PATTERSON: Unions: The new barbarians

Government employees enrich themselves by robbing the public

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In a recent address to a union rally in Ohio, Vice President Joseph R. Biden underscored the threat to organized labor posed by the wave of collective bargaining-reform legislation sweeping the country, spearheaded by governors like Wisconsin’s Scott Walker and Ohio’s John Kasich.

“This is a fight for the existence of organized labor,” said Mr. Biden. “You are the only ones who can stop the barbarians at the gate!”

Mr. Biden’s use of “barbarian” to describe politicians - of both parties - who have come to realize that decades of union-negotiated public-employee contracts are bankrupting cities, states and whole sectors of the federal government (the U.S. Postal Service, for example) is quite interesting. The word conjures up images of Gothic hordes laying waste to Roman civilization, plunging the world into the Dark Ages. Given that government employees now comprise the majority of union members in the United States, public-sector unions form the core of the “civilization” Mr. Biden calls to defend. The reality is actually the opposite.

Historians have long debated the ultimate cause for the ruination of Rome - from the rise of Christianity to widespread moral degeneracy to the corrupting power of empire - but the proximate cause is beyond dispute. In August 410 A.D., the Gothic King Alaric and his barbarian hordes sacked Rome, the first time enemy hands had defiled the eternal city in nearly a millennium.

In a series of sieges leading up to the sacking, the Romans had attempted to make peace with Alaric, sending ambassadors to his camp to ask his price for sparing Rome. Alaric asked for all the gold and silver, movable property and barbarian slaves in the city. The Romans, seeing an offer they couldn’t refuse, obliged, delivering to Alaric 5,000 pounds of gold and 30,000 pounds of silver, as well as untold pounds of spices and silks.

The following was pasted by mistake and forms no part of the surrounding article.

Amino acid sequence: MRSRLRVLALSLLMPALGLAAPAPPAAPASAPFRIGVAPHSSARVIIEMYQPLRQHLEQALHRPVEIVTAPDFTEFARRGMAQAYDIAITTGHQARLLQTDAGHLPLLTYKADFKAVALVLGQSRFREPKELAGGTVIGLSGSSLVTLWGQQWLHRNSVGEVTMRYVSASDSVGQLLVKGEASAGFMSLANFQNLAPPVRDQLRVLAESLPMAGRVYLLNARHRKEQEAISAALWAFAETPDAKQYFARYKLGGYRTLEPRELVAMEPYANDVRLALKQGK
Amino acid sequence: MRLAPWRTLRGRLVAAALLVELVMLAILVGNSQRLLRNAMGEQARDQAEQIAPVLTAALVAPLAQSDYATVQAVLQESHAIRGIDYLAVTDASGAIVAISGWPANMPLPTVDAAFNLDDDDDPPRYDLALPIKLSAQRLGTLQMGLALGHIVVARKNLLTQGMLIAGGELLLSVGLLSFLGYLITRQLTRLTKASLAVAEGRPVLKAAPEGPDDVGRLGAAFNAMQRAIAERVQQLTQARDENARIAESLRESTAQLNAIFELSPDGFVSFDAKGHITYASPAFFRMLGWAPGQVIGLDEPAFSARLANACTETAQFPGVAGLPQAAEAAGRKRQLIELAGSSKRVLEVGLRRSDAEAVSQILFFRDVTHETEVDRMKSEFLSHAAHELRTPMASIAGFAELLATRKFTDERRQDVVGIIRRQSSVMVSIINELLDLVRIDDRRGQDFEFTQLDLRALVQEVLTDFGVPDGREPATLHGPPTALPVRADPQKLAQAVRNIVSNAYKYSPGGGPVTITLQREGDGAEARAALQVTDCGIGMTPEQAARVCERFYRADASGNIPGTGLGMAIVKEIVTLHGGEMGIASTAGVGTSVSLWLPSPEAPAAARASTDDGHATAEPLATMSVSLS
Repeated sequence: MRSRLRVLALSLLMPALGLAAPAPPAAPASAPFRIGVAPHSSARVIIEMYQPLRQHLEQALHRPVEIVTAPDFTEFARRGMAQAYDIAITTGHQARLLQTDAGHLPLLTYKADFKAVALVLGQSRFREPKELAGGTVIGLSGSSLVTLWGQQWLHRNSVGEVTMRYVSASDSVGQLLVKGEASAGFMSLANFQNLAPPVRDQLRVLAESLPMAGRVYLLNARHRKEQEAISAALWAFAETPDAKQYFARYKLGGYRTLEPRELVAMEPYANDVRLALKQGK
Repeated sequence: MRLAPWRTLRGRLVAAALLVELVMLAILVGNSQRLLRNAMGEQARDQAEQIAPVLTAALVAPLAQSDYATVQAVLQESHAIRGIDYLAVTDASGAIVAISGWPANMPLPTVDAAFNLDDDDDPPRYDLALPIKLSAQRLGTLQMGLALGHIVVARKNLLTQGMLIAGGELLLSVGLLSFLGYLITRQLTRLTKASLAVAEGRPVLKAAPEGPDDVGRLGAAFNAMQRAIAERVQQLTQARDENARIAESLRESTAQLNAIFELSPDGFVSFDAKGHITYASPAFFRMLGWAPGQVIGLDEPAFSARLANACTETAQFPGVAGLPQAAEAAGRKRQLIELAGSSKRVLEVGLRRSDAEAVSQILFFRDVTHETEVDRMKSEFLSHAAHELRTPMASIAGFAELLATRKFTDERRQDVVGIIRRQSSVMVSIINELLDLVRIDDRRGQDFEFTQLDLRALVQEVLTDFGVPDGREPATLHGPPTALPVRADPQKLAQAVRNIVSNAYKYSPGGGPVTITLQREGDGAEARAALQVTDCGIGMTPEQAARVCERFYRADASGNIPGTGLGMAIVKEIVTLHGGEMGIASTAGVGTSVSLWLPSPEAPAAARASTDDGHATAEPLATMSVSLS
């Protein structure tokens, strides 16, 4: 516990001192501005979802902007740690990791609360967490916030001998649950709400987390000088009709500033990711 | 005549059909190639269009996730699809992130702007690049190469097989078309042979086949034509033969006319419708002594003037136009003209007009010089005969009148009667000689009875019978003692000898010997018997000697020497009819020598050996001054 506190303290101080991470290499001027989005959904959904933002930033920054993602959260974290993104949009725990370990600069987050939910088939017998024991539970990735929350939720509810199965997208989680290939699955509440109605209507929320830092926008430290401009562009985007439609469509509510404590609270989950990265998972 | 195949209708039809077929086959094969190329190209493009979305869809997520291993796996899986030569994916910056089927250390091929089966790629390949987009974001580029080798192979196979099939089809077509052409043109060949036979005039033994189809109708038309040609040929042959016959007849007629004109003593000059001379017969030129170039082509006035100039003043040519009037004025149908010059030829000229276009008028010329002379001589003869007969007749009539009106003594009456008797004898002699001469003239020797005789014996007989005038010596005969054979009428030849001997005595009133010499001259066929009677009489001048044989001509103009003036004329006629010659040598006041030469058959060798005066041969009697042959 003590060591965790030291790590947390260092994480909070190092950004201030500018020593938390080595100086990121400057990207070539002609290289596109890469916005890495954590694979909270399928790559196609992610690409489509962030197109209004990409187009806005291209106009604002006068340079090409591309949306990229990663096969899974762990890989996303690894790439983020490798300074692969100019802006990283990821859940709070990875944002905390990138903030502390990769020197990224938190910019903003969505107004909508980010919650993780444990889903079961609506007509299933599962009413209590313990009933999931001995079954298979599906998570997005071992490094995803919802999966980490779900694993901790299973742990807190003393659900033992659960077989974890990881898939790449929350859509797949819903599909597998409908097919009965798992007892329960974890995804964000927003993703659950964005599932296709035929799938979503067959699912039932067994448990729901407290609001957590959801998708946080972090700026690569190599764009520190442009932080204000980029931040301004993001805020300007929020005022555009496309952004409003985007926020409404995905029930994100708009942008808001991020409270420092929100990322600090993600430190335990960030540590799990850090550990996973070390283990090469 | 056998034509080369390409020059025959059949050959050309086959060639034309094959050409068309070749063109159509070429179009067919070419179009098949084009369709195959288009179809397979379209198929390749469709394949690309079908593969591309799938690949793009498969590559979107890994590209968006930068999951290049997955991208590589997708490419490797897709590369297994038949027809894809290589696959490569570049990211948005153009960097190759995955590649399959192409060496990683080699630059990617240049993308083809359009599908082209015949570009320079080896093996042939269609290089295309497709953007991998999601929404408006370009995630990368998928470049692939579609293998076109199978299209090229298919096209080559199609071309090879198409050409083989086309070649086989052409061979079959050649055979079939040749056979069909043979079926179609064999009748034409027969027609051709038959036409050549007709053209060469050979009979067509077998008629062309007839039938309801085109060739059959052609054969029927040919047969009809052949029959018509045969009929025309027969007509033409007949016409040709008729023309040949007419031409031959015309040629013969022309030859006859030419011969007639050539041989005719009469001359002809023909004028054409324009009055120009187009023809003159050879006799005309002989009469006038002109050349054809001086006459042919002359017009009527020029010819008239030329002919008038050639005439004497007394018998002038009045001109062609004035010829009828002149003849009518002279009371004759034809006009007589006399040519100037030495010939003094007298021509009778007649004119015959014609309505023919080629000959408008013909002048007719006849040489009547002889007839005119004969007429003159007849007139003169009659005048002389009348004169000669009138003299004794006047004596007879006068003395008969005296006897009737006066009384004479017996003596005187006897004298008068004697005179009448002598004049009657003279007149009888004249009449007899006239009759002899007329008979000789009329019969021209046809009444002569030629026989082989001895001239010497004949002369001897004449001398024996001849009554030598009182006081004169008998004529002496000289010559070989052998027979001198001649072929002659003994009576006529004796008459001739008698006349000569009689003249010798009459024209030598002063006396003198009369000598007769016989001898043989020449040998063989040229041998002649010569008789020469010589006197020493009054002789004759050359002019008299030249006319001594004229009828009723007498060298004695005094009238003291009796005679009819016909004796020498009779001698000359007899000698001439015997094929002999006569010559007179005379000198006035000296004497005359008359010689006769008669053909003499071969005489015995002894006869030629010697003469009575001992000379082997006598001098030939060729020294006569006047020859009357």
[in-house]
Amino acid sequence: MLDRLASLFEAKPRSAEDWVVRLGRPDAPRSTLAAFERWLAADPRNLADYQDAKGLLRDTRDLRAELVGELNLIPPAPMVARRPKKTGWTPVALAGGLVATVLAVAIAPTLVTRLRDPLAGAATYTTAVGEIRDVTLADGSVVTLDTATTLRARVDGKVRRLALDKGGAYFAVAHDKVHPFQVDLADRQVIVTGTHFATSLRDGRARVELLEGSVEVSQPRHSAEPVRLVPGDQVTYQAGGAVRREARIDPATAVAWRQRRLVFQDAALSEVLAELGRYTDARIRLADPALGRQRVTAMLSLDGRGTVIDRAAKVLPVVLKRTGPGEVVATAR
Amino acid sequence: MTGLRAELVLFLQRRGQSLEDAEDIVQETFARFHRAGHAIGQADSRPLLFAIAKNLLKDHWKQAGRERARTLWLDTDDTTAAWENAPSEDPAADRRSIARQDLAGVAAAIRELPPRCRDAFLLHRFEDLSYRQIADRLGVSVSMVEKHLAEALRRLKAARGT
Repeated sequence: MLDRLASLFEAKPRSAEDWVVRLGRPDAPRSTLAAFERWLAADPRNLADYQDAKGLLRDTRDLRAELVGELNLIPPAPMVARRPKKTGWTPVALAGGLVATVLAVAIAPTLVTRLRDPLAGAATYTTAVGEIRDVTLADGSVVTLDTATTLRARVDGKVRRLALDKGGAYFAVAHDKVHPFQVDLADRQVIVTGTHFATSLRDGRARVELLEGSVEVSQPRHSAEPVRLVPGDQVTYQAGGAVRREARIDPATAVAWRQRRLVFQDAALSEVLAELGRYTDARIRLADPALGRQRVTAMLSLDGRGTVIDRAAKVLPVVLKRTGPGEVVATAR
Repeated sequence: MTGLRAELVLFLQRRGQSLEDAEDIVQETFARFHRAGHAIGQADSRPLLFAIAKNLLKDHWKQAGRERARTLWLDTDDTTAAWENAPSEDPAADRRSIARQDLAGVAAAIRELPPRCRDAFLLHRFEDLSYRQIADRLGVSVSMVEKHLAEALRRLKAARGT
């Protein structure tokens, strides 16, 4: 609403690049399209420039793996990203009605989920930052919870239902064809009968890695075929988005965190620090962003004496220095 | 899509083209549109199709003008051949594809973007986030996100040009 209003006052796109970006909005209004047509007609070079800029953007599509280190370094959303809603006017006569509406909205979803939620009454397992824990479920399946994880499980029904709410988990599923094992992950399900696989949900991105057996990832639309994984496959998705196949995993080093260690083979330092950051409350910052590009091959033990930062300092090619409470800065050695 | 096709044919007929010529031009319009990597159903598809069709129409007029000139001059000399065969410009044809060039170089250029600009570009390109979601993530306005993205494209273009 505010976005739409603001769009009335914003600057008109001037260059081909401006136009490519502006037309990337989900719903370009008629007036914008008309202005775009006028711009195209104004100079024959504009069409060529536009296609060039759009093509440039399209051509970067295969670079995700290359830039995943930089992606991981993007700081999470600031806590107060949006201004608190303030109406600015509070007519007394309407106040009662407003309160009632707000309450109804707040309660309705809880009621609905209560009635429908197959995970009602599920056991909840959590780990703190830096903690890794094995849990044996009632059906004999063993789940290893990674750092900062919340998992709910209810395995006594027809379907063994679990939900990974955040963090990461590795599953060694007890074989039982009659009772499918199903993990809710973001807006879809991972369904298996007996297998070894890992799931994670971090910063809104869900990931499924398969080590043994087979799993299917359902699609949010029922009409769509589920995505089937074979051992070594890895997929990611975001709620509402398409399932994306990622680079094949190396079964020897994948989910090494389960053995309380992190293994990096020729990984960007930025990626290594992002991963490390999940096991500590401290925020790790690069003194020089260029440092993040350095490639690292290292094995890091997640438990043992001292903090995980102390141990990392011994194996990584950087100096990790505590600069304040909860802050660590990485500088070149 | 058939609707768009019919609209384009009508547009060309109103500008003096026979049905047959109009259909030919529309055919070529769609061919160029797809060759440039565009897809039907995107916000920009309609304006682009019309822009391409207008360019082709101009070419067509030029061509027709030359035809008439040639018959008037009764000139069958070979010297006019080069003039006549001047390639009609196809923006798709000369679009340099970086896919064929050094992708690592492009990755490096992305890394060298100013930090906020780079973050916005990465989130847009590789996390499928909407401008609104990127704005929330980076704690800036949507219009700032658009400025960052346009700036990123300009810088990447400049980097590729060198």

That sounds a lot like what government employee unions have done to the coffers of our cities and states.

The cycle goes like this: Unions spend millions to elect pro-union politicians, who then give their union supporters fat contracts, which usually include generous defined benefit pensions, health care benefits that extend well into retirement, and budget-busting raise escalator clauses. If the politicians don’t show enough gratitude, unions threaten strikes, putting basic public services in jeopardy.

This vicious circle has brought many state and local governments across the country to the brink of insolvency. To give but a few examples, last August, the city of Central Falls, R.I., was forced to file for bankruptcy largely because of the city’s pension plan and its promised $80 million in retirement benefits for city employees, a sum five times the city’s general operating budget. And then there are the fiscal basket cases of California, New Jersey and Illinois, where government unions have long wreaked havoc on state budgets.

So who are the real barbarians? Big Labor is acting a lot like Alaric’s hordes, enriching itself at public expense, either not knowing or not caring about the poverty and decay its actions will unleash.

Matt Patterson is the Warren Brookes Fellow at the Competitive Enterprise Institute and the editor of Labor Watch at the Capital Research Center.

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